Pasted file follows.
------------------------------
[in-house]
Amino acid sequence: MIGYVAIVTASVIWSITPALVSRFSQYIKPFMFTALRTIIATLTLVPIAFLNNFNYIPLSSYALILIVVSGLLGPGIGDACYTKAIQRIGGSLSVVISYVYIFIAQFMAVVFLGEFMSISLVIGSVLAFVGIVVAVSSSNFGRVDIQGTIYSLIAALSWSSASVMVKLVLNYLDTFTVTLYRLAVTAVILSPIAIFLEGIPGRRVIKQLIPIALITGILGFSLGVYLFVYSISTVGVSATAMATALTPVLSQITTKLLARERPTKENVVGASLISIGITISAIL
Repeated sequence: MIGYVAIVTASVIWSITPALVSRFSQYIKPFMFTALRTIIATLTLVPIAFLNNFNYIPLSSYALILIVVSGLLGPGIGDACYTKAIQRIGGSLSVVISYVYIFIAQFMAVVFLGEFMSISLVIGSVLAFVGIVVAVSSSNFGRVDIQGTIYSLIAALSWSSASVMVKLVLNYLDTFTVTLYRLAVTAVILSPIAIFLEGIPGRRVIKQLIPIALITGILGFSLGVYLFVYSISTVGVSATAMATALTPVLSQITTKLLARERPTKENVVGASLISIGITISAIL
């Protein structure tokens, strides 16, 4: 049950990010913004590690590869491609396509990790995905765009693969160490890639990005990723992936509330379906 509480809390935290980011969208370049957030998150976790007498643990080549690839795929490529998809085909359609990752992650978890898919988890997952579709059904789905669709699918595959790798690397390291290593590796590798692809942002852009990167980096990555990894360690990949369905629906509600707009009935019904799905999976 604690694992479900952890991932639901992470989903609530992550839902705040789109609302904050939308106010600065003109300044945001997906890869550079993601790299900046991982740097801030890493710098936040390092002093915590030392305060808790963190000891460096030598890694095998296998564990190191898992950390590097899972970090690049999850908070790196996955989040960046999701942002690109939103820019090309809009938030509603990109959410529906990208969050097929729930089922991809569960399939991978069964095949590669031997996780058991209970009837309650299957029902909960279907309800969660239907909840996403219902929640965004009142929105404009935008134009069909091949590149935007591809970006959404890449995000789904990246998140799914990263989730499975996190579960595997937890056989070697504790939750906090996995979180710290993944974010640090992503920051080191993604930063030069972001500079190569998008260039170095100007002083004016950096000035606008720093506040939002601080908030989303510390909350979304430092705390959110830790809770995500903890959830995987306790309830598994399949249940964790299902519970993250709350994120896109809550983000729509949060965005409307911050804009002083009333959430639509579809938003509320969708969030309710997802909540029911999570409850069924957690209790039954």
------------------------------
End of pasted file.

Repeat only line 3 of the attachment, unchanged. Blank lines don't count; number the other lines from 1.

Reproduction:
Repeated sequence: MIGYVAIVTASVIWSITPALVSRFSQYIKPFMFTALRTIIATLTLVPIAFLNNFNYIPLSSYALILIVVSGLLGPGIGDACYTKAIQRIGGSLSVVISYVYIFIAQFMAVVFLGEFMSISLVIGSVLAFVGIVVAVSSSNFGRVDIQGTIYSLIAALSWSSASVMVKLVLNYLDTFTVTLYRLAVTAVILSPIAIFLEGIPGRRVIKQLIPIALITGILGFSLGVYLFVYSISTVGVSATAMATALTPVLSQITTKLLARERPTKENVVGASLISIGITISAIL